Every now and then, you may experience days when a friend comes along, sees you, and asks, “What’s wrong?” You might say, depending on what is bothering you, “I had a disagreement with someone,” or “I am not feeling well,” or “My stomach is acting up.” You know that the question “What’s wrong?” could be a gesture of concern.

However, those who ask that question should also understand that the answers it elicits—having a stomachache, having had a disagreement with someone, or not feeling well—do not necessarily make the day wrong.

Come to think of it, was there ever a day in the entire history of mankind when everything was perfect? When nobody had a stomachache? When nobody felt unwell? There was not one moment in human history that was a perfect day. Sometimes we think that the perfect days were the good old days, the days of the early Church, the days when we were young, the days when the Church was younger. We say those were the good old days.

But our feast for today proves to us that the good old days were not really that good. Why? For example, Barnabas, whose feast we celebrate today, and Paul were companions. They disagreed on a certain matter. What was it? Barnabas and Paul were traveling together with Mark, and then Mark made a mistake and abandoned them. Later, Mark realized his mistake and wanted to return and accompany the two. Paul said, “No way.” Barnabas, Mark’s uncle, said, “Let us bring him with us.” And Paul said, “If you bring him with you, I will go away.” Then Barnabas said, “If you go away, I will go my way.” Here were two apostles who disagreed on a seemingly petty matter—deciding on the company of Mark—and yet, did that make the early Church imperfect? Did that make the early Church bad? No, because after their disagreement, Barnabas and Paul parted ways. This action resulted in the establishment of more churches. Good days, bad days, we will always have. As a poet says, “Into each life some rain must fall.” What is important is not whether the sun is shining or not. What is important is not that you are healthy or sick. What is important is that, in sickness and in health, in life and in death, it is the Lord who accompanies us.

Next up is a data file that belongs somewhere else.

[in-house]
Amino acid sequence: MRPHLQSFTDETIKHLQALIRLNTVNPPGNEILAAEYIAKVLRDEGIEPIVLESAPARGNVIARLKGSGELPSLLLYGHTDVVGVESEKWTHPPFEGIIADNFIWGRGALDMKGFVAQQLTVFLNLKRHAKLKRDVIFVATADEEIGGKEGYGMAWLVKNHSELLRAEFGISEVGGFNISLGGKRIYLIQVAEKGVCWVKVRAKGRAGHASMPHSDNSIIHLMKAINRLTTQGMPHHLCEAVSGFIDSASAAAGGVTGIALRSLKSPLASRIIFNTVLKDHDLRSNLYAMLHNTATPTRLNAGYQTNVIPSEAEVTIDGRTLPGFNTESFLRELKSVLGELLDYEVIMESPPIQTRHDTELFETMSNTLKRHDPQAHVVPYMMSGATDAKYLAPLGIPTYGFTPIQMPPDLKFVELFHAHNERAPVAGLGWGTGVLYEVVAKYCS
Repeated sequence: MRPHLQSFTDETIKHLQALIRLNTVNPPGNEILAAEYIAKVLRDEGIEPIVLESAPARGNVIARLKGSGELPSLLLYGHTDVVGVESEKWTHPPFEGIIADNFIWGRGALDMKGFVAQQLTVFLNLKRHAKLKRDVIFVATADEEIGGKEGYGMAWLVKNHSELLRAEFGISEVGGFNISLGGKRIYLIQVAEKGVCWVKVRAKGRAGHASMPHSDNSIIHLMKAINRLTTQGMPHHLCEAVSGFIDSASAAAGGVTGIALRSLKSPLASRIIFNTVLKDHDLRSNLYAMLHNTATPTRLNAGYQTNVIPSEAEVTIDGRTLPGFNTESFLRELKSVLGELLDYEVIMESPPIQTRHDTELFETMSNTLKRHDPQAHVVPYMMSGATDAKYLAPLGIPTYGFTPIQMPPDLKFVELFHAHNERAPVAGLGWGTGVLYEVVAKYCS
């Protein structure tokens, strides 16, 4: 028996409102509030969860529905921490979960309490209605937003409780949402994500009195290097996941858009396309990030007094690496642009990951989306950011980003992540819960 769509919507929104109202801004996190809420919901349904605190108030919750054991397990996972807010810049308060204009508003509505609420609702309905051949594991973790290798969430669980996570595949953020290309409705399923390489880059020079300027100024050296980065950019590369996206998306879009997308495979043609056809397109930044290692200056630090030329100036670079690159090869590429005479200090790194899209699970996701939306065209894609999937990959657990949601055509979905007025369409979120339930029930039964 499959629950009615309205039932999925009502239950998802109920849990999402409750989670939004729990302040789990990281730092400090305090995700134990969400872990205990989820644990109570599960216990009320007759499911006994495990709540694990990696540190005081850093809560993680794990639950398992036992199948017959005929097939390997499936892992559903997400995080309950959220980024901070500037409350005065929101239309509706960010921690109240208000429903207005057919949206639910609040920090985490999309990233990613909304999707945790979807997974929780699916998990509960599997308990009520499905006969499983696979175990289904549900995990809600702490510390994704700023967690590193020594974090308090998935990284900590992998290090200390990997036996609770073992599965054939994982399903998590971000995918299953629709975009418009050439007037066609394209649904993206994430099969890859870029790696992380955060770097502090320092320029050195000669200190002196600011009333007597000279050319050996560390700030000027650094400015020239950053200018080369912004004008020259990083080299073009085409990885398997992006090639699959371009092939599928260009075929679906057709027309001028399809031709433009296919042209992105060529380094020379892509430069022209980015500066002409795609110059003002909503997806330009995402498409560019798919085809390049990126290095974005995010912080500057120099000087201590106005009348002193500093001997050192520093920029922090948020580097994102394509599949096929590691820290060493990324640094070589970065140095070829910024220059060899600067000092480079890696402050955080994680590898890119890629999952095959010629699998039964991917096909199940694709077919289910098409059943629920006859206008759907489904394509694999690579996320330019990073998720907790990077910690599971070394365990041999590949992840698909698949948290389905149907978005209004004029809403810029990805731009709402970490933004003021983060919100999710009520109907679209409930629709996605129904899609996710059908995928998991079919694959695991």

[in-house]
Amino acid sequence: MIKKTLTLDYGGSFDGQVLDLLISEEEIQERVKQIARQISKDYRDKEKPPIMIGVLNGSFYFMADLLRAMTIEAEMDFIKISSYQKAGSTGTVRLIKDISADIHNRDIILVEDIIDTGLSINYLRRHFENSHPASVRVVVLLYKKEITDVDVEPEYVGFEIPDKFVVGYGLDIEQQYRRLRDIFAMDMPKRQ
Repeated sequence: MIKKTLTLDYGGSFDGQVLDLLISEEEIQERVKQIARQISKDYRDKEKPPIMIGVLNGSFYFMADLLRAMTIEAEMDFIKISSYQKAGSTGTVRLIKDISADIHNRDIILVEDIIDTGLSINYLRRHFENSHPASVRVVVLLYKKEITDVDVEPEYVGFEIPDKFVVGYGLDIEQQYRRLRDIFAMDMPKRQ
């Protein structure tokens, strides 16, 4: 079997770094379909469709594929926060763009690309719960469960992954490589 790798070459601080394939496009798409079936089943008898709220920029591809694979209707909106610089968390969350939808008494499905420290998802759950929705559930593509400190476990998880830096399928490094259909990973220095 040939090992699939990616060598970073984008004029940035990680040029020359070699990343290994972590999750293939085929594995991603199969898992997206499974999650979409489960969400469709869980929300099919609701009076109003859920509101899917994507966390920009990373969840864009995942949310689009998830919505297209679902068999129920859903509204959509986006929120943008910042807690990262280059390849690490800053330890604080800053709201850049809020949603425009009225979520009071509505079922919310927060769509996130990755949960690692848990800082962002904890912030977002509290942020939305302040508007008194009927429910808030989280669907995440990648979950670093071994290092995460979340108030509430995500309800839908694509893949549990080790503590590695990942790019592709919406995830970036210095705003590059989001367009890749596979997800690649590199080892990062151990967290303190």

Acts 11:21-26; 13:1-3
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